What is Financial Planning?

Jane Young, CFP, EA

Jane Young, CFP, EA

I’m sure you hear the term “Financial Planning” on a regular basis but you may not be sure what it really means.  Financial planning is an on-going, comprehensive process to manage your finances in order to meet your life goals.  The process includes evaluating where you are today, setting goals, developing an action plan to meet your goals and implementing the plan.  Once you have addressed all the areas of your financial plan you should go back and review them on a regular basis.

Financial planning should be comprehensive – covering all areas of your financial life.  The primary areas of your financial plan should include retirement planning, insurance planning, tax planning, estate planning and investment management.    Depending on your situation, your financial plan may also address areas such as budgeting and debt management, college funding, employee benefits, business planning and career planning.  Comprehensive Financial Planning is very thorough and can take a lot of time and energy to complete.  I recommend breaking it into bite size chucks that can be easily evaluated, understood and implemented over the course of time.  

You can work through the financial planning process with a comprehensive financial planner or you can tackle it on your own.  If you decide to hire a financial planner, I encourage you to work with Certified Financial Planner who has taken an oath to work on a fiduciary basis.  An advisor, who works as a fiduciary, takes an oath to put your interests first.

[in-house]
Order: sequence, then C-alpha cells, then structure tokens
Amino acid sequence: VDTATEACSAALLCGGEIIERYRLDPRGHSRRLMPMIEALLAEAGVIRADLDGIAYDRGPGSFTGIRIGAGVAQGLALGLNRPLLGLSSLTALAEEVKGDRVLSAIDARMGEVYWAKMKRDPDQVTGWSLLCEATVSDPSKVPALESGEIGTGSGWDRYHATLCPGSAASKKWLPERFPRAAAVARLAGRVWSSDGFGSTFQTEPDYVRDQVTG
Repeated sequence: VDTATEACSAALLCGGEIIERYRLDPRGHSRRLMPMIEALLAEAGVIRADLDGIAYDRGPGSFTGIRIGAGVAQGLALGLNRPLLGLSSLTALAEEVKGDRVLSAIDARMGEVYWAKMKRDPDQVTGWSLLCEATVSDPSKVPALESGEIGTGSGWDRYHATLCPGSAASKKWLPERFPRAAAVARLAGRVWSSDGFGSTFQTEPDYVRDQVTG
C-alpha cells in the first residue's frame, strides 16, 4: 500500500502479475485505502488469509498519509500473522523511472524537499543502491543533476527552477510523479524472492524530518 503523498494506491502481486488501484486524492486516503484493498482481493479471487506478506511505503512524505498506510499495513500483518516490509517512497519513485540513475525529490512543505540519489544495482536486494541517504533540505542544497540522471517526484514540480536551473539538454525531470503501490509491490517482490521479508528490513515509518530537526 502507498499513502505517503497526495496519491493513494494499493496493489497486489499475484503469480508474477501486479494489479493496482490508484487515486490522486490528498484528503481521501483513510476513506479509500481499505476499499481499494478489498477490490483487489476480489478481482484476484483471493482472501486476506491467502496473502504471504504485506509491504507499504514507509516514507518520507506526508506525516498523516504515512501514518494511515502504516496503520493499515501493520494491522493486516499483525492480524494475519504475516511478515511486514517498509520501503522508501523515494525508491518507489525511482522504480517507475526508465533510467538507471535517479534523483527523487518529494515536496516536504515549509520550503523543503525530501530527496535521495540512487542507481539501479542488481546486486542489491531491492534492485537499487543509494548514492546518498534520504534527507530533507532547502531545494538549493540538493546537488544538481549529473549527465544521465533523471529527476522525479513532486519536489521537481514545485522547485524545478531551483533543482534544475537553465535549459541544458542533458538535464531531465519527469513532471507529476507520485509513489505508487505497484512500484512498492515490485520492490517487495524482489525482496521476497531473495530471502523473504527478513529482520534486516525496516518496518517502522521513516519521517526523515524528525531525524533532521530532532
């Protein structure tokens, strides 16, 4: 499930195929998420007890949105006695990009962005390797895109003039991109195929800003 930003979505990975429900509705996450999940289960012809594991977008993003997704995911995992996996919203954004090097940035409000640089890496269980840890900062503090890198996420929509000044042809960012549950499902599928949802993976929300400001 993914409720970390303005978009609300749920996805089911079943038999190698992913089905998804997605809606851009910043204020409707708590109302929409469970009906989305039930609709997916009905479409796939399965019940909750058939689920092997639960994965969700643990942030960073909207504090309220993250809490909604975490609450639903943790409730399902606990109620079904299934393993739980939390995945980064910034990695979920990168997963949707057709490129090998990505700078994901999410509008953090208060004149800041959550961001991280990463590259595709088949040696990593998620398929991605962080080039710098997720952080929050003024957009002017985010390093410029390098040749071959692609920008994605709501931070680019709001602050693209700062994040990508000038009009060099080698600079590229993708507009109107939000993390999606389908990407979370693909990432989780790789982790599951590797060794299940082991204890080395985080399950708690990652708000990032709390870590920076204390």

The first step of the financial planning process is to evaluate where you are today.  Tabulate how much money you are currently spending in comparison to your current income.  Calculate your current net worth (assets less liabilities).  Evaluate the state of your current financial situation.  What is keeps you up at night and what should be prioritized for immediate attention?

The next step is to devise a road map on where you would like to go.   Think about your values and set some long term strategic goals.  Using this information develop some financial goals that you would like to achieve.  Once you have identified some financial goals, a plan can be devised to help you achieve them.

Select the area you would like to address first.  Most of my clients start with retirement planning and investment management.  There is a lot of overlap between the different areas of financial planning but try to work through them in small manageable chunks.  Otherwise you may end up with a huge, overwhelming plan that never gets implemented.

Once you have worked through all of the areas in your financial plan you need to go back and revisit them on a regular basis.  Some areas like investments, taxes and retirement planning need to be reviewed annually where other areas like insurance and estate planning can be reviewed less frequently.  Keep in mind that financial planning is an on-going, life long process.

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